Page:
“I can tell you in five letters what got me involved with the Sierra Club,” says John Swingle. “K-A-R-E-N.”
Karen Cartwright, Swingle’s wife, was already active with the Florida Chapter when the two met in 1999. “I always loved the outdoors—I’ve camped all my life,” Swingle says. “But I was never an activist until Karen took me to a meeting for public input into off-road vehicle restrictions in Big Cypress. I got up and talked in favor of the restrictions even though we were outnumbered 250 to 6 by angry swamp buggy and ORV owners, and they haven’t been able to shut me up since.”
Before he became an environmental champion, Swingle was another kind of American hero. “I was a paramedic/firefighter with the Milford, Connecticut, fire department for 25 years, Battalion Chief for the last year-and-a-half. I retired because I was 46 years old and I’d gone as high as I could without being relegated to a desk job. I moved to Florida because my marriage was ending and two of my six kids were there.”
Swingle’s advice to ordinary citizens who care about the environment is simple: “Talk to people. Tell others about your concerns. Write a letter to the editor of your local paper. And contact your legislator—elected officials will listen if they hear from enough constituents.”
As tirelessly as Swingle works on behalf of Florida’s environment, no one will ever accuse him of not stopping to smell the roses. He and Karen have a cabin in the Ocala National Forest to which they escape to be close to nature. “We don’t stop playing because we get old,” he says. “We get old because we stop playing.”
Betsy Bennett joined the Sierra Club in 1983 “because I wanted to make the world a safe and healthy place for my two children, who were nine and six at the time.” Her interest in conservation and politics was spurred on by a job as news editor for the rural Danville, Kentucky, Advocate-Messenger, where she “covered everything” in a 7-county area.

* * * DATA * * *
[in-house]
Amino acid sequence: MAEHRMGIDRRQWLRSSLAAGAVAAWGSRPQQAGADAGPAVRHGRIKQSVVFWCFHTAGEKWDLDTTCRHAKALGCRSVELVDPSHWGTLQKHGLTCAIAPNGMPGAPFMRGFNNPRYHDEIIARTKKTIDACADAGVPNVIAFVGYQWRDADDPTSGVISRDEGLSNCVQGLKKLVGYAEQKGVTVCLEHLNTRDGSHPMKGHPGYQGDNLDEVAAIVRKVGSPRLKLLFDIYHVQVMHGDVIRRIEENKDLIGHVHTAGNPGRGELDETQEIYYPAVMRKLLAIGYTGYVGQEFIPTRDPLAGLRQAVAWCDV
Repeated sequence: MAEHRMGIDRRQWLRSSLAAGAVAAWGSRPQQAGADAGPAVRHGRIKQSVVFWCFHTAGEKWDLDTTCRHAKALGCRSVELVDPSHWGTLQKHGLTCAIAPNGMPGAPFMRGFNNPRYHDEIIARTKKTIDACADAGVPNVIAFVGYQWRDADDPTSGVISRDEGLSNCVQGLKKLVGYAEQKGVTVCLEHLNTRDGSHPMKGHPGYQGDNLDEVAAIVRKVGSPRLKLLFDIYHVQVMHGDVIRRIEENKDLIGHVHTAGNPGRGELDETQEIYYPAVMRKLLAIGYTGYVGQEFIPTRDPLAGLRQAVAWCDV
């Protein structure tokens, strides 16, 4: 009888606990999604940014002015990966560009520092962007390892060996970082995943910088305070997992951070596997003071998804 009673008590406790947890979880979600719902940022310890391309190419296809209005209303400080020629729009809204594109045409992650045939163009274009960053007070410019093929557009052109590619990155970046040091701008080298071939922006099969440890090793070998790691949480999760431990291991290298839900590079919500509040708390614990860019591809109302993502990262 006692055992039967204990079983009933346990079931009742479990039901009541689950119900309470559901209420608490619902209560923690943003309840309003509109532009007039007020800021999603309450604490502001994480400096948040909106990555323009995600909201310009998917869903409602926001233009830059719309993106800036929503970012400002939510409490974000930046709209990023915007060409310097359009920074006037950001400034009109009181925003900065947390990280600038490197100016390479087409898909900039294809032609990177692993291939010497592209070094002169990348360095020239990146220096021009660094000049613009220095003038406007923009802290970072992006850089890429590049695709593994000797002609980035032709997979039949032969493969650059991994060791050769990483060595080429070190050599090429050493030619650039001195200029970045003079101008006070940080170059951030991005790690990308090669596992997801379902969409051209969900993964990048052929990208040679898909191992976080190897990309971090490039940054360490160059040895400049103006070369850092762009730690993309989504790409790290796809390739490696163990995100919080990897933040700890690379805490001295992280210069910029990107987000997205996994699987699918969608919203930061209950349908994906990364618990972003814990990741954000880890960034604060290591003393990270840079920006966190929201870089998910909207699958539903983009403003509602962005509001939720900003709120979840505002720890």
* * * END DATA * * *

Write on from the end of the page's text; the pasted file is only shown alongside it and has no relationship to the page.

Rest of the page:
“I was interested in clean water issues,” she says, “and I remember taking my kids out to a bridge over the Kentucky River that was being repainted. The old lead paint was being sandblasted and the dust was falling into the water below. We hid in the bushes on the streambank and took photos. Unfortunately, the picture quality was so lousy due to the paint dust that the photos couldn’t be printed.”
Bennett, who in college majored in French with a focus on Albert Camus, says, “I learned that one individual can create positive change. At the first Cumberland Chapter meeting I attended I volunteered to be the newsletter editor, and my activism mushroomed from there. Those activities ultimately led me to law school when my children reached high school. I graduated in 1993, the oldest person in my class!”
After passing the Kentucky bar, Bennett “landed” in a private practice with fellow Club activist Hank Graddy. The two recently played key roles in convincing an administrative law judge to remand a controversial air permit for Peabody’s proposed Thoroughbred Power Plant in western Kentucky.
Bennett is currently vice-chair of Kentucky’s Environmental Quality Commission. She and her husband Bruce Hart enjoy bluegrass music, traveling, and spending time with their beagle, Dakota.
Larry Fahn is in animated phone conversation at his desk, piled high with papers, in the San Francisco offices of As You Sow, a non-profit foundation dedicated to promoting corporate accountability. It’s the week before the Sierra Summit, and Fahn—an attorney and executive director of As You Sow—is trying to nail down Al Gore’s appearance. It was he who first approached Gore last year about appearing at the Summit.
Fahn, who as Club president delivered some 300 speeches across the country, says the best part of the job was visiting the favorite places of local leaders and meeting like-minded people from coast to coast. “I got to see grizzlies in the wild, saw a pair of wolves chase a grizzly from a kill, watched manatees browsing on marsh weeds just 20 yards from where I was hiking. Those kinds of experiences made the hectic travel schedule more than worthwhile.”
Another highlight, he says, was addressing 1.2 million people on the Washington Mall on the occasion of the March for Women’s Lives. Among Fahn’s priorities as Club president was collaborating with non-traditional allies, including the women’s movement, labor, hunters and anglers, the faith community, and communities of color. “It’s vital that we reach out to more diverse communities, especially in the South and the Midwest,” he says. “Our issues resonate across the political spectrum.”
In spite of the prevailing climate in Washington, D.C., Fahn is upbeat. “There’s great reason for hope at the state and local level, there are exciting developments in energy and hybrid technologies, and young people are getting active on public lands and trade issues. If we just get through the next three years, we’ll be OK.”
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